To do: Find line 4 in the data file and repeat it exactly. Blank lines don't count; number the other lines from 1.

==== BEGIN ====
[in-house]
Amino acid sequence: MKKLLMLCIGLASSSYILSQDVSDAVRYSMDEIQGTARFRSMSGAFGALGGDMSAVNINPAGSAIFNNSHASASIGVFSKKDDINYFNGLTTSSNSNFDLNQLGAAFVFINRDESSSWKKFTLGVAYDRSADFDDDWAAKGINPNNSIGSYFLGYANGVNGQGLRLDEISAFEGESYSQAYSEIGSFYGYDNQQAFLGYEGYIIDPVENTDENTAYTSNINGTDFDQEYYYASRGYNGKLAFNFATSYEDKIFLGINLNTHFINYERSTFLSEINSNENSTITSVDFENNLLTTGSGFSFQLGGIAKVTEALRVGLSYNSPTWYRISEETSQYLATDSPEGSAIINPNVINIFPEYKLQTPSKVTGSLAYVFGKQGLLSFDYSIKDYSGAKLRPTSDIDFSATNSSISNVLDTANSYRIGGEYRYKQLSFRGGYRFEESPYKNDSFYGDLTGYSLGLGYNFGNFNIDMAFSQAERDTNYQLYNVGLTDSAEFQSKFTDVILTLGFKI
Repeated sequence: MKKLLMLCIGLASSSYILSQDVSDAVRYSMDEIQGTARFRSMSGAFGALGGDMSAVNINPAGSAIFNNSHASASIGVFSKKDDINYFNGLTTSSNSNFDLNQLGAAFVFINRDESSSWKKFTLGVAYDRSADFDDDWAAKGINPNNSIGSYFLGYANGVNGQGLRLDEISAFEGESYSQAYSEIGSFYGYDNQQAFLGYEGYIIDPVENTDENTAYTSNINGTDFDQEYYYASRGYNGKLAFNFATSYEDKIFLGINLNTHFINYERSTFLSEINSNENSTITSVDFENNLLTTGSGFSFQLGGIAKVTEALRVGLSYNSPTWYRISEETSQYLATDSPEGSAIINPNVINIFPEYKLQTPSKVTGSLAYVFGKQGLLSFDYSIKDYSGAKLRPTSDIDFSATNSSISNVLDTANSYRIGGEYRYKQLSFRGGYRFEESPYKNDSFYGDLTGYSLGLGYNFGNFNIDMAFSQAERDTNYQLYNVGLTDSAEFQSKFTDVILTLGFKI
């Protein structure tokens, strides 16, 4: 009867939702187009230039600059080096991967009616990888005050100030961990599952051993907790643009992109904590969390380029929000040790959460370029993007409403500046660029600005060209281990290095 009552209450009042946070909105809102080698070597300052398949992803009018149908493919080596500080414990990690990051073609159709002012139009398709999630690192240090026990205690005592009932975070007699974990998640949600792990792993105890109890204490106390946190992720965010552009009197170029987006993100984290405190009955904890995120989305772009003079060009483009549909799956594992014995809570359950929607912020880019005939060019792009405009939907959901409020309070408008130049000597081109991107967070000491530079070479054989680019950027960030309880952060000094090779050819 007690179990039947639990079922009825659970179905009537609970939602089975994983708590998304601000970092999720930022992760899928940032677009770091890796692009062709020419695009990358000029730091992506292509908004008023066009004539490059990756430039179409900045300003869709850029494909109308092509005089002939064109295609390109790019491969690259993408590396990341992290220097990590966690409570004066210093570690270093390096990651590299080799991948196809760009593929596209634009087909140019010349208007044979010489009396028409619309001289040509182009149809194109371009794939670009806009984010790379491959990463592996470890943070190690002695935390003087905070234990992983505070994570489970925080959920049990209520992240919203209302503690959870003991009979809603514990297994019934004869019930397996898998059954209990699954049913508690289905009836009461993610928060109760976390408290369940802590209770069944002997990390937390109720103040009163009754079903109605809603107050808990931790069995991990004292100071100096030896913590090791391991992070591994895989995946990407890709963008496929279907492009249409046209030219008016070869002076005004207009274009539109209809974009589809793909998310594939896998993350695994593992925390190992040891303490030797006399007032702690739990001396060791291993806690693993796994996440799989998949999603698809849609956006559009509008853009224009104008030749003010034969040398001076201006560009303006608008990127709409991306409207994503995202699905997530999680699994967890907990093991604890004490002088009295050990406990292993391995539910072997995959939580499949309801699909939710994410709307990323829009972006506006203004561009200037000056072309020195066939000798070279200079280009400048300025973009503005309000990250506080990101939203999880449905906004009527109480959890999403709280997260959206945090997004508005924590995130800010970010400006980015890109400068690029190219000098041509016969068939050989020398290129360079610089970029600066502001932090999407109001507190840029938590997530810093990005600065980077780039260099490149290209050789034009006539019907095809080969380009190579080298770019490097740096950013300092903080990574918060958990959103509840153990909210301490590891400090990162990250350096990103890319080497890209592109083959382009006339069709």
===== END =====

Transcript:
């Protein structure tokens, strides 16, 4: 009867939702187009230039600059080096991967009616990888005050100030961990599952051993907790643009992109904590969390380029929000040790959460370029993007409403500046660029600005060209281990290095 009552209450009042946070909105809102080698070597300052398949992803009018149908493919080596500080414990990690990051073609159709002012139009398709999630690192240090026990205690005592009932975070007699974990998640949600792990792993105890109890204490106390946190992720965010552009009197170029987006993100984290405190009955904890995120989305772009003079060009483009549909799956594992014995809570359950929607912020880019005939060019792009405009939907959901409020309070408008130049000597081109991107967070000491530079070479054989680019950027960030309880952060000094090779050819 007690179990039947639990079922009825659970179905009537609970939602089975994983708590998304601000970092999720930022992760899928940032677009770091890796692009062709020419695009990358000029730091992506292509908004008023066009004539490059990756430039179409900045300003869709850029494909109308092509005089002939064109295609390109790019491969690259993408590396990341992290220097990590966690409570004066210093570690270093390096990651590299080799991948196809760009593929596209634009087909140019010349208007044979010489009396028409619309001289040509182009149809194109371009794939670009806009984010790379491959990463592996470890943070190690002695935390003087905070234990992983505070994570489970925080959920049990209520992240919203209302503690959870003991009979809603514990297994019934004869019930397996898998059954209990699954049913508690289905009836009461993610928060109760976390408290369940802590209770069944002997990390937390109720103040009163009754079903109605809603107050808990931790069995991990004292100071100096030896913590090791391991992070591994895989995946990407890709963008496929279907492009249409046209030219008016070869002076005004207009274009539109209809974009589809793909998310594939896998993350695994593992925390190992040891303490030797006399007032702690739990001396060791291993806690693993796994996440799989998949999603698809849609956006559009509008853009224009104008030749003010034969040398001076201006560009303006608008990127709409991306409207994503995202699905997530999680699994967890907990093991604890004490002088009295050990406990292993391995539910072997995959939580499949309801699909939710994410709307990323829009972006506006203004561009200037000056072309020195066939000798070279200079280009400048300025973009503005309000990250506080990101939203999880449905906004009527109480959890999403709280997260959206945090997004508005924590995130800010970010400006980015890109400068690029190219000098041509016969068939050989020398290129360079610089970029600066502001932090999407109001507190840029938590997530810093990005600065980077780039260099490149290209050789034009006539019907095809080969380009190579080298770019490097740096950013300092903080990574918060958990959103509840153990909210301490590891400090990162990250350096990103890319080497890209592109083959382009006339069709």